Keystone cooking oil biodiesel cuts fuel costs by 750,000
*Distributor Keystone replaces diesel with biofuel
*Used cooking oil converted to biodiesel saves 14.4k per week
*Innovation insulates McDonalds from rising fuel prices
Keystone Distribution UK, the distribution partner for McDonalds UK, will slash 750,000 off fuel costs over the coming year by swapping diesel for converted cooking oil.
The first fleet of 41 vehicles at Keystones Basingstoke distribution centre has been running on 100% biodiesel converted from waste cooking oil from McDonalds restaurants for just over a year. The conversion of the second fleet of 51 vehicles at the companys Hemel Hempstead DC is scheduled to be completed by the end of the month (October).
Keystone will save about 14,400 each week by running the two fleets on the converted cooking oil rather than regular HGV diesel. Total annual savings on transportation costs will therefore approach the 750,000-mark.
Paul Pegg, Keystones Managing Director, said: The past year has been a time of extreme rises in the cost of diesel, making Keystones move to biodiesel manufactured from 100% used cooking oil even more significant. As well as cutting out costs from the supply chain, we are also dramatically reducing our impact on the environment and McDonalds carbon footprint.
Steve Easterbrook, Chief Executive Officer McDonalds UK, said: From the outset, the environmental benefits of this innovative biodiesel development project were clear and formed part of our wider commitment to reducing the impact our business has on the environment wherever possible. However, we are also now additionally benefiting from significant cost savings. By converting our own waste product to biofuel, we have helped insulate our supply chain against the spiraling cost of standard fuel.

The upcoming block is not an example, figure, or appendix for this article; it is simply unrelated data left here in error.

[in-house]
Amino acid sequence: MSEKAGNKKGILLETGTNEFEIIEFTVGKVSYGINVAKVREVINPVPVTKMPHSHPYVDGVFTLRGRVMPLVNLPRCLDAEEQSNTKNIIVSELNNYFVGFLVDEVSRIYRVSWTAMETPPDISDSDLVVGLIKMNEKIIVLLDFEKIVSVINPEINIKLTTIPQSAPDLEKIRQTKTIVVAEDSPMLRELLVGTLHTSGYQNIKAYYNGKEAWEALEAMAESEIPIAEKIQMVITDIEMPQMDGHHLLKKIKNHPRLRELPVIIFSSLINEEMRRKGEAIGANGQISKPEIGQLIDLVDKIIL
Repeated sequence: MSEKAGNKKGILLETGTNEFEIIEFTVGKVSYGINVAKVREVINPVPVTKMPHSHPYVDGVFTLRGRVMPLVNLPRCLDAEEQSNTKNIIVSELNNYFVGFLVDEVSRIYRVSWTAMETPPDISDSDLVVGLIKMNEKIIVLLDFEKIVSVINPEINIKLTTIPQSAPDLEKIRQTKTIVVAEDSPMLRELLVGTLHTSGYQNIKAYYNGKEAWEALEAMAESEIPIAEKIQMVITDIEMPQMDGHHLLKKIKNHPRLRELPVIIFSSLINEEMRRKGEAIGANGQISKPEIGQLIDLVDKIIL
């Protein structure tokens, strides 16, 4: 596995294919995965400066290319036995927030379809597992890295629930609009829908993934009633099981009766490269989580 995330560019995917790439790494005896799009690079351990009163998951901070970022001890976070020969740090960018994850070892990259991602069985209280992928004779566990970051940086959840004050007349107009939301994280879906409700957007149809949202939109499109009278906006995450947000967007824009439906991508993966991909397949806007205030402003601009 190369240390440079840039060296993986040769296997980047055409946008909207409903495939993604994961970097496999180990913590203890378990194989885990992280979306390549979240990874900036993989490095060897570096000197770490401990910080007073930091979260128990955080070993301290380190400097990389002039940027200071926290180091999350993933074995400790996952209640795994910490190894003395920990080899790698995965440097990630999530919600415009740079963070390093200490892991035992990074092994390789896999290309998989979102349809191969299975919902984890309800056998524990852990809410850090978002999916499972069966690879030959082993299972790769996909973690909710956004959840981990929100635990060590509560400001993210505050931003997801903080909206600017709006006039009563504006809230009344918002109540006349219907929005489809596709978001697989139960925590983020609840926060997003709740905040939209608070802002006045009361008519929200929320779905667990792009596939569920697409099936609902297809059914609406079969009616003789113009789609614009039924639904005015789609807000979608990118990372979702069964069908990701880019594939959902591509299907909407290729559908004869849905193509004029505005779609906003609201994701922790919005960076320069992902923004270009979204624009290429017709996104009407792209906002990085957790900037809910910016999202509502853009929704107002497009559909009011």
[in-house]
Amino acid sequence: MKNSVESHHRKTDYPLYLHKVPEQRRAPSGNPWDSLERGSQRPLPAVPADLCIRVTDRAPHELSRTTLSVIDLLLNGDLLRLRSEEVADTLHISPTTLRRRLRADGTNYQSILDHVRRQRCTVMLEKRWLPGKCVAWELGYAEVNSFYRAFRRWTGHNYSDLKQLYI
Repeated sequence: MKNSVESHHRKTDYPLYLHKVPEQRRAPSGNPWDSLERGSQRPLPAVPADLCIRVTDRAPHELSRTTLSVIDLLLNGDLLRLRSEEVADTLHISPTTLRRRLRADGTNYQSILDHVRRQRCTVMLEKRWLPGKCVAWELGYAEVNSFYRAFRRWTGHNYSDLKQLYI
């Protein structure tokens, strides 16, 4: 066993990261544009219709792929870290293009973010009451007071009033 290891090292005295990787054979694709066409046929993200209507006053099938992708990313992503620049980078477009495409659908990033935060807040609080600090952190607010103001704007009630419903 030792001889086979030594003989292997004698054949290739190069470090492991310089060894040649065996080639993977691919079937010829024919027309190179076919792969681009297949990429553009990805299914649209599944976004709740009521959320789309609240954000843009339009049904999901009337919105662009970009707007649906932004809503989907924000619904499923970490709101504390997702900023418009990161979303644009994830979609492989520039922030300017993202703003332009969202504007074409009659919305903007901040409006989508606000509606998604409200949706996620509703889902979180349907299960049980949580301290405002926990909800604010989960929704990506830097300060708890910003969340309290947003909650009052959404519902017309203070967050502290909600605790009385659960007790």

Unlike other operators running environmentally-friendlier fleets on biodiesel blended with standard diesel, Keystones uses 100% biofuel. The fuel is manufactured from 100% used cooking oil from McDonalds restaurants with no added virgin oils, such as rapeseed or sunflower, ensuring sourcing Keystones biodiesel has no negative impact on agriculture or natural habitats.
Through the conversion of the Basingstoke and Hemel Hempstead fleets, Keystone will reduce its CO2 emissions by 5,795 tonnes the equivalent of taking 2,424 family cars* off the road each year.
Waste management company Wastecare collects used cooking oil each week from McDonalds 1,200 restaurants across the UK to convert to biodiesel for Keystones vehicles operating from Basingstoke and Hemel Hempstead.
Keystone will be launching a trial at its third depot in Heywood, Lancashire towards the end of the year.
*based on Ford Focus 1.6 TDCi (Diesel) emissions